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Retail prices in Britain climbed by 0.4 per cent in September

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The retail prices in Britain climbed by 0.4 per cent in September which was same as the year-on-year rise recorded for shop prices in August, the British Retail Consortium (BRC) said.

The trade association said food continues to be the sole cause of inflationary pressure with food prices climbing by 2.7 per cent in 12 months to September compared to 2.1 per cent rise recorded in August.

The BRC said increased costs had started to hit retail prices, particularly within the market for fresh produce. Last month the organisation warned that a slowdown in food price inflation was likely to be reversed once the full impact of the summer’s flooding in the UK was felt.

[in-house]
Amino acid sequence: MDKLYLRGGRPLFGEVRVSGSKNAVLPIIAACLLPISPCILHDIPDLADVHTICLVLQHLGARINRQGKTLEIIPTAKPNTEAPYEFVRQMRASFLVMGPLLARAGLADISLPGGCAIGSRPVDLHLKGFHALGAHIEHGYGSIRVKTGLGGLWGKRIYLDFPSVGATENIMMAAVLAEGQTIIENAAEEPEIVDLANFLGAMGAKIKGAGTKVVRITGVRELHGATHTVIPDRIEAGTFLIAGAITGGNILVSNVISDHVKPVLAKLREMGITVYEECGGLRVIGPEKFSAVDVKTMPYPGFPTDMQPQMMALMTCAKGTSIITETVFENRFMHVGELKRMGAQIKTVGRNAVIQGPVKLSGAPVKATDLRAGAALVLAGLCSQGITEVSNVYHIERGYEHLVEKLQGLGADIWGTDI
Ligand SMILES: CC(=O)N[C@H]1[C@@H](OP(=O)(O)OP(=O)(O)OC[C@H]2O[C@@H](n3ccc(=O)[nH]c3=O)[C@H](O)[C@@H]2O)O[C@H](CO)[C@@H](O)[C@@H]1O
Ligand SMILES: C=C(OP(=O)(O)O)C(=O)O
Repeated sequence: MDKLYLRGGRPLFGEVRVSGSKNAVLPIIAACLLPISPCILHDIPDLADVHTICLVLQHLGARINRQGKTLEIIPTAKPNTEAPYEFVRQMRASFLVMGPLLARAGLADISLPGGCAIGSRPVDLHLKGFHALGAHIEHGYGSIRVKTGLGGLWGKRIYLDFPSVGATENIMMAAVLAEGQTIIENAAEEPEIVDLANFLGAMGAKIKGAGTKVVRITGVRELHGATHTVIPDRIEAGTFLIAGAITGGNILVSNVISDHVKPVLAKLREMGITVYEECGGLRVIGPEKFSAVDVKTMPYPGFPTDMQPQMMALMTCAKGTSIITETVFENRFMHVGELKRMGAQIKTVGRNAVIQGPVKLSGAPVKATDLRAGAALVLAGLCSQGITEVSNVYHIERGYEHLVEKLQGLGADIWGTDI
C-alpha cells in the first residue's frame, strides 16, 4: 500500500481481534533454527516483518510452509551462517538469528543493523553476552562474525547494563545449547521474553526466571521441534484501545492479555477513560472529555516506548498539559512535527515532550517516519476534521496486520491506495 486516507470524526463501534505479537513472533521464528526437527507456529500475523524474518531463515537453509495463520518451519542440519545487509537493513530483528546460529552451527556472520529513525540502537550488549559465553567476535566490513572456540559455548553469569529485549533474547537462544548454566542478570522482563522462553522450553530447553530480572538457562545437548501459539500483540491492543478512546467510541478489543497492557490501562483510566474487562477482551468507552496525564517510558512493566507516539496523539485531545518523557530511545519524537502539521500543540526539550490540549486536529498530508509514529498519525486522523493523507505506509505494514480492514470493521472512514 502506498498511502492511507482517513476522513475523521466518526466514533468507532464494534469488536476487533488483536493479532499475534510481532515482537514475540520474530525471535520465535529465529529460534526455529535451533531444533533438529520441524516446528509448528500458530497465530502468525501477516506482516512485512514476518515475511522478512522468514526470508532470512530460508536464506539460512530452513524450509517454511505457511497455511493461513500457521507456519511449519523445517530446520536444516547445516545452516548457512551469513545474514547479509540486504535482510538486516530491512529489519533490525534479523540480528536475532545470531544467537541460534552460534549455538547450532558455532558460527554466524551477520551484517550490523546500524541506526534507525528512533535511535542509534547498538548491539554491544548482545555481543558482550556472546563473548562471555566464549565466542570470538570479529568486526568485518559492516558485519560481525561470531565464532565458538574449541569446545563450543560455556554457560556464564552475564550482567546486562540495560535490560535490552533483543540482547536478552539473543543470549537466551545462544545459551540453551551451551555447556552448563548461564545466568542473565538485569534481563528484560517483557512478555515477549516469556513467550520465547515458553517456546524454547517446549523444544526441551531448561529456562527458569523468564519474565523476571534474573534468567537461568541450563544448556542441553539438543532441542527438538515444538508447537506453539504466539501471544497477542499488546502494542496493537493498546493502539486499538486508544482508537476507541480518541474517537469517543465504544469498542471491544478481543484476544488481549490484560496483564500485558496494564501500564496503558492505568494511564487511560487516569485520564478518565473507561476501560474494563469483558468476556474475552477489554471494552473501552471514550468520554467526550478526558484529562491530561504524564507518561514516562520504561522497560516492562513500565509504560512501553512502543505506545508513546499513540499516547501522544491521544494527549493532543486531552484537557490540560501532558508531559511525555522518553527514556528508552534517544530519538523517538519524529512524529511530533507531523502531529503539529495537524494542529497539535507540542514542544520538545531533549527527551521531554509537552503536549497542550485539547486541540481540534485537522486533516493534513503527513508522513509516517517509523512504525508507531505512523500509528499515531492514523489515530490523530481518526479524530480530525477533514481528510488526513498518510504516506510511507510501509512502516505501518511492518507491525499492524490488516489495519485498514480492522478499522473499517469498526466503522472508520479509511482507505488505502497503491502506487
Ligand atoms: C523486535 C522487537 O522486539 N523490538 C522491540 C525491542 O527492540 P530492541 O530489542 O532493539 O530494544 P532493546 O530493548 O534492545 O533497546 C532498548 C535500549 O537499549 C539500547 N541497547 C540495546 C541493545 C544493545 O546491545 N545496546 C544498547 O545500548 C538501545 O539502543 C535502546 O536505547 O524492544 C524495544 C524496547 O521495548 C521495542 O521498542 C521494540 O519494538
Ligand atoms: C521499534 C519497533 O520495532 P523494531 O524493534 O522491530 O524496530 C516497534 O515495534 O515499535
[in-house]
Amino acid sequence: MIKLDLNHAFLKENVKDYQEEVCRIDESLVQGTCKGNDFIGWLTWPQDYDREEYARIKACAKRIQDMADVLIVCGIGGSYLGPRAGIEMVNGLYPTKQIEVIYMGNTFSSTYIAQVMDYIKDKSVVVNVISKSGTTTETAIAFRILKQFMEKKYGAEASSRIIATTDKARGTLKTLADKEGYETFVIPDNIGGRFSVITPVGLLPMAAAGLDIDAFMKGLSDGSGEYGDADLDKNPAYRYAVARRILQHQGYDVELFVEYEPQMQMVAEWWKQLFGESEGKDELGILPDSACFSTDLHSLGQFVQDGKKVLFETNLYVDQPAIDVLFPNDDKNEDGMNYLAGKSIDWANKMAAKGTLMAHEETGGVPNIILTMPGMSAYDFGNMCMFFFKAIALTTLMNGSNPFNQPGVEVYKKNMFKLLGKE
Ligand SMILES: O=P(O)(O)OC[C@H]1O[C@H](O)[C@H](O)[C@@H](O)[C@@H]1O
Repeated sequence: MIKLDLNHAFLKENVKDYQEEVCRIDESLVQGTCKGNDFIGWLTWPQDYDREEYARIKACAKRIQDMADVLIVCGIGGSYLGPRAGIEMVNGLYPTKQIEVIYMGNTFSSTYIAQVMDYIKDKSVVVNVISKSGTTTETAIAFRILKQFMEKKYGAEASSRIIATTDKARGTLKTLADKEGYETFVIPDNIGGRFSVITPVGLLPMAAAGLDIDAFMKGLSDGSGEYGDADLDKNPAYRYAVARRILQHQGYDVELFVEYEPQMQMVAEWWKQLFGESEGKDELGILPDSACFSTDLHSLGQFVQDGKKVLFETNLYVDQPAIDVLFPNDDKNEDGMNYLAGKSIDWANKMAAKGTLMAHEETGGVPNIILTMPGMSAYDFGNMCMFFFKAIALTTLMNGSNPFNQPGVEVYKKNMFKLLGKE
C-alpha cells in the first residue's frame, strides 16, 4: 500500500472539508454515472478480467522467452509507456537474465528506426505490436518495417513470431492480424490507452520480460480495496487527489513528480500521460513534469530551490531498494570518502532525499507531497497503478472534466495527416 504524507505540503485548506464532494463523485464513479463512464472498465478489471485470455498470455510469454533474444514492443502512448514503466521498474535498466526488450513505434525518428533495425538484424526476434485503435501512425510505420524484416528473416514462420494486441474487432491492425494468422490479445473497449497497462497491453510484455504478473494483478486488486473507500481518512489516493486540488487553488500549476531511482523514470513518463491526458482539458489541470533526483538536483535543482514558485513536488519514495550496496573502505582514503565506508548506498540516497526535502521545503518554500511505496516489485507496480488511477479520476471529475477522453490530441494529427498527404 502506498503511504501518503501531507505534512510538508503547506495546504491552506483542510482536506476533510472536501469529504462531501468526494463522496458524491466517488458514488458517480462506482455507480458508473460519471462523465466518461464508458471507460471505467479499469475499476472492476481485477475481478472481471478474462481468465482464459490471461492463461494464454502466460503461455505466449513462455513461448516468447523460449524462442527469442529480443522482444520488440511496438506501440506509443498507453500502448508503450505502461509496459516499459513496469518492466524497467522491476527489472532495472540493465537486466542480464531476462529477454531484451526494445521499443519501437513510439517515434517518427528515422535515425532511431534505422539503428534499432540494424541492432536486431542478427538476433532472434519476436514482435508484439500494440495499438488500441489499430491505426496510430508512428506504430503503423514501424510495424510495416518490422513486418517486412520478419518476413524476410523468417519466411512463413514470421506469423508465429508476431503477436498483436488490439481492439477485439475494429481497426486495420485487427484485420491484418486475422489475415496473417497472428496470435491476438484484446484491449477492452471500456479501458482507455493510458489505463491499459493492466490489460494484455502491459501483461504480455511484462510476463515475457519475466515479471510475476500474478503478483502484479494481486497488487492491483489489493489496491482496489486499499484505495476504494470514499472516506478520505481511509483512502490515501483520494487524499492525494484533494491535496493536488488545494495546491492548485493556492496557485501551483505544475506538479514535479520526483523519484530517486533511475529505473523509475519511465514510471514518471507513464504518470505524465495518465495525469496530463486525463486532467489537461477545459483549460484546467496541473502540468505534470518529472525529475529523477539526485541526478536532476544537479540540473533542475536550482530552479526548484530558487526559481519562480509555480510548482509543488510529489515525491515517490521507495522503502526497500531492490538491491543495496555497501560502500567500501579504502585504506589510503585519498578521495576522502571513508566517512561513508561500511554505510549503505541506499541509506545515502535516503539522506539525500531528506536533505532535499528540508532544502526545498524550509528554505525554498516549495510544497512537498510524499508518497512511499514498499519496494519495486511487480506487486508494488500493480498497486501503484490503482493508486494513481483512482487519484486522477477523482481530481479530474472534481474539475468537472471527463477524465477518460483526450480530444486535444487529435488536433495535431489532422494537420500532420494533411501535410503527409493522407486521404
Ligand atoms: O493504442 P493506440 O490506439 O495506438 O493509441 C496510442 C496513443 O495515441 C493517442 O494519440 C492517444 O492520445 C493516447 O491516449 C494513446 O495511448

But while food prices are now rising, non-food prices were 0.7 per cent lower in September. The drop is larger than the 0.4 per cent fall in non-food prices recorded for August.

The BRC attributed the fall to “intense” price competition and promotional activity within the non-food sector.

Meanwhile the trade association stressed that food price inflation still remained relatively low and urged the Bank of England to cut interest rates in order to help ease pressure on retailers facing higher costs.

“A large proportion of these cost pressures are being absorbed by retailers, helping to keep prices down,” said BRC director general Kevin Hawkins.

“However, we have yet to see the full effects of high interest rates on consumer spending and a rate cut now by the Bank of England would provide some much needed relief to consumers and retailers alike,” he said.

The BRC insists that with consumer price inflation remaining below the Bank’s two per cent target and shopper confidence waning in the wake of rising utility bills and slow pay growth, an interest rate cut is “overdue”.

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